The cost to your business of leaders and managers failing in new roles can be immense. Typically, mission critical projects may not be delivered on time or within budget, or the business plan may not be realised, employees can become disengaged as a consequence and attrition rates can be high.
When you promote a manager or leader to a bigger or more complex role, they will invariably need to think, work and behave differently. To be successful, they must be able to drive their agenda and achieve results through others, lead change and allocate their time with a razor-like focus on both important and urgent business critical activities.
Neela Bettridge is one of our most senior Executive Coaches and resident guru on Women in Business. She has provided this month’s blog to coincide with International Women’s Day on 8th March.
When psychology professors Michelle Ryan and Alex Haslam of the University of Exeter observed that women were more likely to be promoted to leadership roles that carried a higher risk of failure, they dubbed the phenomenon ‘the glass cliff’ – an obvious extension of the ‘glass ceiling’ and ‘glass elevator’ metaphors. Continue reading
Everybody seems to agree that teams are ‘A Good Thing’. For many people “the team” is something we should all aspire to join. Surely only the most anti‑social and difficult individuals express unease with “team working”. Of course, we all accept that teams get it wrong sometimes, but building teams and fostering “team spirit” is usually considered a good thing throughout the corporate environment.
Everyone knows what “a team” is. Everyone knows how to put a team together. Everyone can select the best people to engineer the best available team. Everyone knows how to allocate the tasks to be done amongst the members of the team. But if it’s all so obvious, why do so many workplace teams struggle to deliver?
The Senior Leadership Team of any commercial organisation has the dual responsibility both to formulate the business strategy as well as to lead, drive and manage its execution.
The ‘Off-site’ or ‘Away Day’ would therefore seem to be an essential tool in the leaders’ tool kit.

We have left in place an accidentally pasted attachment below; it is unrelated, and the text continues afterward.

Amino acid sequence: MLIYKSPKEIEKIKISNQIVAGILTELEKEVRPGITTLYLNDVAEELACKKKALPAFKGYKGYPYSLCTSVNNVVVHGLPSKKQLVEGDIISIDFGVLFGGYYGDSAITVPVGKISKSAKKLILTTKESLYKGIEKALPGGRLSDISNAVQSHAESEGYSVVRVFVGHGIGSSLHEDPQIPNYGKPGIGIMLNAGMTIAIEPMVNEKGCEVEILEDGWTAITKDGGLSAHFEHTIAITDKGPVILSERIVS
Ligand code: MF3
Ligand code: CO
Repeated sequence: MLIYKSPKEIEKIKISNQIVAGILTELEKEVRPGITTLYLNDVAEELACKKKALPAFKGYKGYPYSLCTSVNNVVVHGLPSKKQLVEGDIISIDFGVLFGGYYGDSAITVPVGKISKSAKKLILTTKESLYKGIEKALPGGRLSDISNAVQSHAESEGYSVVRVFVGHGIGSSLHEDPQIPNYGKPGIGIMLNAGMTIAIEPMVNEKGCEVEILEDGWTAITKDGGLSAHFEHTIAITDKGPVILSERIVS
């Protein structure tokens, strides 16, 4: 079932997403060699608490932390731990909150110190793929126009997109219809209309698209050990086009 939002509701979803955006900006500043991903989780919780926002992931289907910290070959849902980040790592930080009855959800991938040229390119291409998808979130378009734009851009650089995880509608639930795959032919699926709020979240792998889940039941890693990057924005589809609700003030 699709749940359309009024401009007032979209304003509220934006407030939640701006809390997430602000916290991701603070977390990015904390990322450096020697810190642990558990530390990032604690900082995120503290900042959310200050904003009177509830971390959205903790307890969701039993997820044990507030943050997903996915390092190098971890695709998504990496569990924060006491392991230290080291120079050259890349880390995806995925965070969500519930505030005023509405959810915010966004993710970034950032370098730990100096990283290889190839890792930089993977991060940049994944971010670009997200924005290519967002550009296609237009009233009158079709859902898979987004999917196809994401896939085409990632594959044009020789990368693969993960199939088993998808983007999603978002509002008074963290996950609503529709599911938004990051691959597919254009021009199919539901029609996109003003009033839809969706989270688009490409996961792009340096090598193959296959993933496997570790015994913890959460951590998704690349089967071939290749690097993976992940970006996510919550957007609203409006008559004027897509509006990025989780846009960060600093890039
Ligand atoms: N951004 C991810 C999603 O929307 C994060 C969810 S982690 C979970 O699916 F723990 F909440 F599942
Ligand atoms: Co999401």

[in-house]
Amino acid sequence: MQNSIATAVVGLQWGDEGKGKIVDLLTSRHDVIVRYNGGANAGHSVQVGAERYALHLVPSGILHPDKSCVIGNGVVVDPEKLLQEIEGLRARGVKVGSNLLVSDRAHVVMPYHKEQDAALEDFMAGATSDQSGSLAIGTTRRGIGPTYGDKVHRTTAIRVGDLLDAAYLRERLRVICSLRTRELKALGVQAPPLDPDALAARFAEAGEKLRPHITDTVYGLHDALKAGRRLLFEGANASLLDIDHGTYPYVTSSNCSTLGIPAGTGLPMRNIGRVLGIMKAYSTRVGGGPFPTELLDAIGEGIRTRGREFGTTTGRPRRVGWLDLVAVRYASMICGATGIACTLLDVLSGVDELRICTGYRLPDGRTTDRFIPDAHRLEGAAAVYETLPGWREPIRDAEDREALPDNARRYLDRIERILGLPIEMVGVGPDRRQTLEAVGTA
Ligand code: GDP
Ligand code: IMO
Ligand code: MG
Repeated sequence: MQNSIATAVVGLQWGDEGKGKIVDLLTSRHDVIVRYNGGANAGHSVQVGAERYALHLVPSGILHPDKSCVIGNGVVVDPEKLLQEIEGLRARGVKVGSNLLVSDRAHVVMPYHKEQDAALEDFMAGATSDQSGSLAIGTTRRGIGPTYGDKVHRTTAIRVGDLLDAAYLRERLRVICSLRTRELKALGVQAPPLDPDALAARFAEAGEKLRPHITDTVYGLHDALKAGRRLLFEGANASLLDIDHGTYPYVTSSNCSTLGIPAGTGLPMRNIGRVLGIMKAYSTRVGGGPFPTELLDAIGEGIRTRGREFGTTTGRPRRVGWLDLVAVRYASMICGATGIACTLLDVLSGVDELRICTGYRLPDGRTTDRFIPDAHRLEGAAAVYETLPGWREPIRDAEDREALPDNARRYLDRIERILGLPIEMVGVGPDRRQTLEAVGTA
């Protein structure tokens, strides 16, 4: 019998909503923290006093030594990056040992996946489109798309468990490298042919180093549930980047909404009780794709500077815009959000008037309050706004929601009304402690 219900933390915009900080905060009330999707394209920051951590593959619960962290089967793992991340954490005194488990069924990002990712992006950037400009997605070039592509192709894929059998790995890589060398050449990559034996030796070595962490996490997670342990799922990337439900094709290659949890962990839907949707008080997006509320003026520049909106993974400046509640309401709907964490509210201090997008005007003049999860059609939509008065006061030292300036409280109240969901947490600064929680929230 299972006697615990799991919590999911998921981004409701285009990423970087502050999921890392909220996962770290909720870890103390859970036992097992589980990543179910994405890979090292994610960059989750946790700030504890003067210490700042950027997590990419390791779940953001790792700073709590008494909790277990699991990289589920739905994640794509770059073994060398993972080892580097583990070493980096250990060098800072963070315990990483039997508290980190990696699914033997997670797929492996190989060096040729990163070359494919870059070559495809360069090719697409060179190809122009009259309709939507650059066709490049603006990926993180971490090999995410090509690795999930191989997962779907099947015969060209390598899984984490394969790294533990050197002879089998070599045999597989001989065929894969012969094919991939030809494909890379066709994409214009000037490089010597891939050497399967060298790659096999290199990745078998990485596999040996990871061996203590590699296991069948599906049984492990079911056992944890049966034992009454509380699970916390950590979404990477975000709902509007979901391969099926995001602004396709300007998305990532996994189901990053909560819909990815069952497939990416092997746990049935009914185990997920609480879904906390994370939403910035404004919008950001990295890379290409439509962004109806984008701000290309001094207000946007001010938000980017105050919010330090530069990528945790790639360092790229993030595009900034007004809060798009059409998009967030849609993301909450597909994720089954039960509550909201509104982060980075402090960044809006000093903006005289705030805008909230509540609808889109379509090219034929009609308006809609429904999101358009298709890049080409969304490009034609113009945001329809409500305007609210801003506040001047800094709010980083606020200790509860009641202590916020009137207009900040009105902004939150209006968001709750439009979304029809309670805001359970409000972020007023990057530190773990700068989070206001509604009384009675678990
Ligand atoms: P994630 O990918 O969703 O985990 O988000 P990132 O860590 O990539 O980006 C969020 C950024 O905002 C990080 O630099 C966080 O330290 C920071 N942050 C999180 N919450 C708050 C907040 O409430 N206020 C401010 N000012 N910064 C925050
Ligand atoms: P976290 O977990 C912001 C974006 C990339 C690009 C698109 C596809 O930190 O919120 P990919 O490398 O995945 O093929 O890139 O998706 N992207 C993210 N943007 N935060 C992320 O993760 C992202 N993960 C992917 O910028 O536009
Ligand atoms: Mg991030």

You know how this works – a group of hard working senior executives take a step back from day-to-day operations to review the business, thinking about market trends, opportunities and threats in order to ensure goals and objectives are aligned with the strategic aims of the business.
Business Simulations have been around in various guises for many years, but recent research has begun to shed light on how this training staple can be used to bring about swift and lasting behavioural change.
In this article we reflect on over 15 years’ experience of designing, developing and facilitating business simulation programmes of all kinds to consider the circumstances that contribute to the success of a business simulation exercise and move it from being not just a fun and engaging activity to a lasting and powerful learning experience.
The conduct risk imperative
The Financial Conduct Authority’s focus on ‘conduct risk’ marks a significant shift in mind-set for most financial organisations. The FCA has been clear that it is up to individual firms to decide what ‘good’ conduct and focus on customer outcomes mean for them. Moreover, the onus is on firms to show that they have done the right thinking and modified their business model accordingly. There are no set procedures, policies and frameworks to follow; the FCA has said Continue reading
The strength of your “executive bench” determines the performance of your enterprise.
In times of uncertainty, executives are required to react quickly and appropriately to change. If your executive bench is not up to the challenge, your company will quickly fall behind it’s competitors. Continue reading
What is a high-potential employee? In our view ‘high potentials’ are employees who not only have the potential and ability but also the motivation to achieve a succession of more senior roles over time.
Most clients seem to employ a version of the ubiquitous McKinsey 9-box grid to compare and contrast performance with potential. The 9-box grid model has its uses, but does not necessarily echo the theories of Stanford University psychologist and world-renowned guru Carol Dweck on workplace motivation. Dweck says that Continue reading
When working with clients’ managers who have been signed up (usually by their line manager!) for a Coaching for Performance type workshop, I often hear things like “I don’t have enough time for this”, “I can’t sit down in a quiet space every time I want to discuss something, it’s not practical”, “You mean I have to ask questions and not give any direction …” All fair comments? I wish to share with you an experience Continue reading
“Here are your KPIs for 2014”.
Hands up if you were inspired by that statement. Mmmm. I thought not.
Nevertheless, we do need them. Key Performance Indicators are the measures used to determine how your business is performing in relation to its strategic objectives and business goals. However the term ‘KPI’ must be one of the most over-used and over-worked in business and management. It should mean those few significant measures for company managers and external analysts and investors to judge the industry/company, how it is performing and how it is likely to perform over the medium or long term.